We Regulate a Tiny Fraction of the 12,000 ‘Forever Chemicals.’ There’s a Better Way.

When I was 12 years old, I sat inside a raucous tent revival in West Texas, gripping my seat in fear that a traveling evangelist would accuse me of killing my father.

A healthy former Air Force pilot who’d averaged an eight-minute mile in the New York City Marathon, my father had just been diagnosed with advanced colorectal cancer and been given a short time to live. Nothing about his predicament made sense to our family at the time. He was 38, a nonsmoker and nondrinker, with no history of cancer in his family.

My parents were conservative evangelicals deeply skeptical of the medical industry, and his diagnosis kicked their beliefs into high gear. When doctors couldn’t answer our questions — Why did Dad have cancer? Whatcould we do? — we sought out faith healers who did. Traveling evangelists and local preachers claimed that the cancer was, in fact, a satanic attack. This gave us a way out: We simply had to muster enough faith to believe a miracle was possible and God would heal him.

What no one in my family knew at the time was that for most of his life my father had been exposed to perfluoroalkyl and polyfluoroalkyl substances, the synthetic compounds known collectively as PFAS, which have been linked to increased risk of certain cancers. His fallow muscle, jaundiced skin and weight loss were very likely because of the decades-long accumulation of carcinogenic chemicals in the drinking water at the military sites where he had lived and worked since his childhood.

The environmental violence exacted by PFAS, like the effects of radiation and polychlorinated biphenyls, or PCBs, can be difficult to prove. Only a few studies have examined the relationship between PFAS exposure and colorectal cancer (though the Yale School of Public Health has estimated that around 80 percent of cases are linked to environmental exposure). But on April 10 the Environmental Protection Agency announced the first federal mandate to limit the level of six PFAS in tap water. Going forward, water systems where they are detected will be required to remove them. Michael Regan, the E.P.A. administrator, called the announcement “life-changing,” and for me it was — it validated what I’d long suspected, that exposure to these chemicals can be devastating.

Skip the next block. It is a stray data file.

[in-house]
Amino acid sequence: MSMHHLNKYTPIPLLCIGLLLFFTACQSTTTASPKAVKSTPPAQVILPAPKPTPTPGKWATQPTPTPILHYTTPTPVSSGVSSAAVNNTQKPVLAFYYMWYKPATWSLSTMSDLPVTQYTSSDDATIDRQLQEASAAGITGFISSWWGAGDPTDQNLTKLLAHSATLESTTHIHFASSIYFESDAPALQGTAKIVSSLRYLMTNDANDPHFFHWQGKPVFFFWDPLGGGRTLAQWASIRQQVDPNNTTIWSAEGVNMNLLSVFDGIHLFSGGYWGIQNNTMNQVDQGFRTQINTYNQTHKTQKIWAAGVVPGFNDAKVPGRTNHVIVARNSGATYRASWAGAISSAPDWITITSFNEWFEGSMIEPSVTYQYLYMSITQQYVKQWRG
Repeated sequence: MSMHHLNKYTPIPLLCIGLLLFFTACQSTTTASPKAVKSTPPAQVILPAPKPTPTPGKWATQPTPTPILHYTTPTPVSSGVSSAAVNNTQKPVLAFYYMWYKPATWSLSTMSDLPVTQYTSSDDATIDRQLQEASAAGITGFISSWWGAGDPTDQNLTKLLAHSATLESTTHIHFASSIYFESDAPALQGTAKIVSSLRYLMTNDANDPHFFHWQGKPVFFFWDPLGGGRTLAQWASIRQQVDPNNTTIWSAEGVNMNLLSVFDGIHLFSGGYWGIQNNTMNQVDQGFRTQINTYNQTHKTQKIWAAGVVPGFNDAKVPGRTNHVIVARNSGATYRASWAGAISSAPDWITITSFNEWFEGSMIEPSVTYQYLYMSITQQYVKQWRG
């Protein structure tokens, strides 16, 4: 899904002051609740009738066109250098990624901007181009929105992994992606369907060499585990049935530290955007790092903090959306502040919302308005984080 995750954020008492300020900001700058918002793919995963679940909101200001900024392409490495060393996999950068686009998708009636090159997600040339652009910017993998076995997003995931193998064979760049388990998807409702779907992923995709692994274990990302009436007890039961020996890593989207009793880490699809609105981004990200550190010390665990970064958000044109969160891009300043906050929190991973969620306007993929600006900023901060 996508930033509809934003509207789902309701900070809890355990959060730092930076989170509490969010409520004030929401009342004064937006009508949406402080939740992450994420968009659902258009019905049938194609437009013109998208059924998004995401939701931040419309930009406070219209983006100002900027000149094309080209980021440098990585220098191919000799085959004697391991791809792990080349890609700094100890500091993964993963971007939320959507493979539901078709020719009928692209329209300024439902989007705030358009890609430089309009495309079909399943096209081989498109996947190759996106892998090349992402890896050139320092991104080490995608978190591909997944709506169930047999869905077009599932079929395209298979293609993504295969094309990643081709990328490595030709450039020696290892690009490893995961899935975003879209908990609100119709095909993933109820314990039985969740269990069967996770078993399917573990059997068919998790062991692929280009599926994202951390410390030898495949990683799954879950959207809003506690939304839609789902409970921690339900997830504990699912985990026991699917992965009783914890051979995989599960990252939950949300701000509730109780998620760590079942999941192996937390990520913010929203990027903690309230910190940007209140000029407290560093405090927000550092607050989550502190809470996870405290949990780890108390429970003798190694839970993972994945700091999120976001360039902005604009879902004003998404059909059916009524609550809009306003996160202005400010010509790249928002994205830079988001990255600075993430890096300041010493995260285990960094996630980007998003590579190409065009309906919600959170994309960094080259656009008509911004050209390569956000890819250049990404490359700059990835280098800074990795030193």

But if six PFAS sounds like a small number, that’s because it is. At this point, more than 12,000 formulations of PFAS exist and only a fifth of Americans’ PFAS exposure comes from drinking water. That means additional PFAS that have not been targeted for regulation persist in our water, soil and consumer products, leaving many Americans vulnerable to exposure. To reduce the risk they pose, we need far more comprehensive mandates that test, monitor and limit the entire class of PFAS chemicals.

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